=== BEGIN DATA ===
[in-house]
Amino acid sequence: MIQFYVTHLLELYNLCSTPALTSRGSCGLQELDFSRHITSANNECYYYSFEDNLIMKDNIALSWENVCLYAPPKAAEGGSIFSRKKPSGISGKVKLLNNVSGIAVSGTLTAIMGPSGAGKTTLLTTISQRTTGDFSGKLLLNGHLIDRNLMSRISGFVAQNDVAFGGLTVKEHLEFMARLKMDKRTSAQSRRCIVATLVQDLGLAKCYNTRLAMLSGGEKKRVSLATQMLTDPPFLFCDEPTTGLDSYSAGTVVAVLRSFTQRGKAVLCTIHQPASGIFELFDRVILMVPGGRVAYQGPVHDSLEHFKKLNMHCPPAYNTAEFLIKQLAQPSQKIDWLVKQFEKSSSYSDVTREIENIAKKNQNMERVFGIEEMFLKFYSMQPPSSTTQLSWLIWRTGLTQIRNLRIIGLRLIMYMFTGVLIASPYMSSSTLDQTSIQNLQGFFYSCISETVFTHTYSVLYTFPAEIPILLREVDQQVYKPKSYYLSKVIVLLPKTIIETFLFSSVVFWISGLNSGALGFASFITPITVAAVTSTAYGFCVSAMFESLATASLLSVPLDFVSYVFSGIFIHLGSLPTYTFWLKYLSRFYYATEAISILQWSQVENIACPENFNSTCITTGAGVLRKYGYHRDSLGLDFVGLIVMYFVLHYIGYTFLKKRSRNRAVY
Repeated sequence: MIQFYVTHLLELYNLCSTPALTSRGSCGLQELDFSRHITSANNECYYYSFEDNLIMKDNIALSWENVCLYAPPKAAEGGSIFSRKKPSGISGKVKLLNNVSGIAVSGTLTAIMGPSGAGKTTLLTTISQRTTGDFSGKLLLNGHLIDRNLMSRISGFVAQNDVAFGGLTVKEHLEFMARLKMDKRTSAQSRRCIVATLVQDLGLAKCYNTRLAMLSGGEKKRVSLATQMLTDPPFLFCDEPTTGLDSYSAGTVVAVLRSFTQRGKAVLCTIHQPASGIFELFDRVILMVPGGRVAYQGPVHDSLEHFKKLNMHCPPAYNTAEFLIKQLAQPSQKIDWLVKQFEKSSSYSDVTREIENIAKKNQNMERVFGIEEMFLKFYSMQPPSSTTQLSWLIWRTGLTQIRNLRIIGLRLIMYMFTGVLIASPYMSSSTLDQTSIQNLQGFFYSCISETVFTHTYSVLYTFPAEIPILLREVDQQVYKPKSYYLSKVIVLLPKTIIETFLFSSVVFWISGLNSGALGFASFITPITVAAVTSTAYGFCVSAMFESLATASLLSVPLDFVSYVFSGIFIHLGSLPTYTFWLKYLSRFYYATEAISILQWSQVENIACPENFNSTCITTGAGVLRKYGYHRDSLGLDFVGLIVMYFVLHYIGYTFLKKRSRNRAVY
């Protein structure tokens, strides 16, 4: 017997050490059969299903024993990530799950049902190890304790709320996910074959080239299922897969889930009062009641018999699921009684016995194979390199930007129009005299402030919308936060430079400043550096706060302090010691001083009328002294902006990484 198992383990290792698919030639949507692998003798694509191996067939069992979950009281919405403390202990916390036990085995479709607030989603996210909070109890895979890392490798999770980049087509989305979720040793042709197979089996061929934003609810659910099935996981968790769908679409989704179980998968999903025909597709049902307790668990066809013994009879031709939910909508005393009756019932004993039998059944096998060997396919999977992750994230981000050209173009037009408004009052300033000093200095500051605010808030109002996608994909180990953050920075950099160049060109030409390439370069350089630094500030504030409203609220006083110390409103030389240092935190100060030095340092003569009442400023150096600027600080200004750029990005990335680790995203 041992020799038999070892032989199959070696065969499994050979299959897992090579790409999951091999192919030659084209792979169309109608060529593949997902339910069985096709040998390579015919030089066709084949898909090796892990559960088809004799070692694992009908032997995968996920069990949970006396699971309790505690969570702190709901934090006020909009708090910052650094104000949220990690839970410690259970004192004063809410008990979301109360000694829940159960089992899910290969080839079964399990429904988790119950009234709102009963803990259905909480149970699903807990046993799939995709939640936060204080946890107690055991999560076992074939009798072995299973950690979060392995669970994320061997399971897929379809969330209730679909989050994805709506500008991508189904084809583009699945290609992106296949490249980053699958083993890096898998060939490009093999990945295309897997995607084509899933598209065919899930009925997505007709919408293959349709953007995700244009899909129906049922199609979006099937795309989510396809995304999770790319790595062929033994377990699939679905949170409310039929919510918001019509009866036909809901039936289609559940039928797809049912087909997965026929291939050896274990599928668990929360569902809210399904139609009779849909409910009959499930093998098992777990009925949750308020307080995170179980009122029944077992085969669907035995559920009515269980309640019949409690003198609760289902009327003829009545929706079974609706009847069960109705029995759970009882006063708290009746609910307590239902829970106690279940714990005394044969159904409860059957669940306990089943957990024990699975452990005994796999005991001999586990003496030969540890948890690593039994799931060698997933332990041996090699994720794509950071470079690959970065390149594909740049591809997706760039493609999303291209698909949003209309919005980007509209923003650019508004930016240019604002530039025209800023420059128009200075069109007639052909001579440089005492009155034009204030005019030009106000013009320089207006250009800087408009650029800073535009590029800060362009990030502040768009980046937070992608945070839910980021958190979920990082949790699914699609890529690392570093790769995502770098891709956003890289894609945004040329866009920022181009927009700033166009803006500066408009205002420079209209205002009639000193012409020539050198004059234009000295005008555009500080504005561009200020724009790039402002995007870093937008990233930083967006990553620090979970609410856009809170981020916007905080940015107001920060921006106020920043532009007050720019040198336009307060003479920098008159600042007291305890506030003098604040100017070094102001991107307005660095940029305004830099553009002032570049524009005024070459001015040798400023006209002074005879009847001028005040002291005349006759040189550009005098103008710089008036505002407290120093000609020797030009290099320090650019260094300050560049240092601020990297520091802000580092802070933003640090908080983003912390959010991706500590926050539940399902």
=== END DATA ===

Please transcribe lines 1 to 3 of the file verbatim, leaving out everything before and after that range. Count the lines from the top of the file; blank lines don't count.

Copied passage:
[in-house]
Amino acid sequence: MIQFYVTHLLELYNLCSTPALTSRGSCGLQELDFSRHITSANNECYYYSFEDNLIMKDNIALSWENVCLYAPPKAAEGGSIFSRKKPSGISGKVKLLNNVSGIAVSGTLTAIMGPSGAGKTTLLTTISQRTTGDFSGKLLLNGHLIDRNLMSRISGFVAQNDVAFGGLTVKEHLEFMARLKMDKRTSAQSRRCIVATLVQDLGLAKCYNTRLAMLSGGEKKRVSLATQMLTDPPFLFCDEPTTGLDSYSAGTVVAVLRSFTQRGKAVLCTIHQPASGIFELFDRVILMVPGGRVAYQGPVHDSLEHFKKLNMHCPPAYNTAEFLIKQLAQPSQKIDWLVKQFEKSSSYSDVTREIENIAKKNQNMERVFGIEEMFLKFYSMQPPSSTTQLSWLIWRTGLTQIRNLRIIGLRLIMYMFTGVLIASPYMSSSTLDQTSIQNLQGFFYSCISETVFTHTYSVLYTFPAEIPILLREVDQQVYKPKSYYLSKVIVLLPKTIIETFLFSSVVFWISGLNSGALGFASFITPITVAAVTSTAYGFCVSAMFESLATASLLSVPLDFVSYVFSGIFIHLGSLPTYTFWLKYLSRFYYATEAISILQWSQVENIACPENFNSTCITTGAGVLRKYGYHRDSLGLDFVGLIVMYFVLHYIGYTFLKKRSRNRAVY
Repeated sequence: MIQFYVTHLLELYNLCSTPALTSRGSCGLQELDFSRHITSANNECYYYSFEDNLIMKDNIALSWENVCLYAPPKAAEGGSIFSRKKPSGISGKVKLLNNVSGIAVSGTLTAIMGPSGAGKTTLLTTISQRTTGDFSGKLLLNGHLIDRNLMSRISGFVAQNDVAFGGLTVKEHLEFMARLKMDKRTSAQSRRCIVATLVQDLGLAKCYNTRLAMLSGGEKKRVSLATQMLTDPPFLFCDEPTTGLDSYSAGTVVAVLRSFTQRGKAVLCTIHQPASGIFELFDRVILMVPGGRVAYQGPVHDSLEHFKKLNMHCPPAYNTAEFLIKQLAQPSQKIDWLVKQFEKSSSYSDVTREIENIAKKNQNMERVFGIEEMFLKFYSMQPPSSTTQLSWLIWRTGLTQIRNLRIIGLRLIMYMFTGVLIASPYMSSSTLDQTSIQNLQGFFYSCISETVFTHTYSVLYTFPAEIPILLREVDQQVYKPKSYYLSKVIVLLPKTIIETFLFSSVVFWISGLNSGALGFASFITPITVAAVTSTAYGFCVSAMFESLATASLLSVPLDFVSYVFSGIFIHLGSLPTYTFWLKYLSRFYYATEAISILQWSQVENIACPENFNSTCITTGAGVLRKYGYHRDSLGLDFVGLIVMYFVLHYIGYTFLKKRSRNRAVY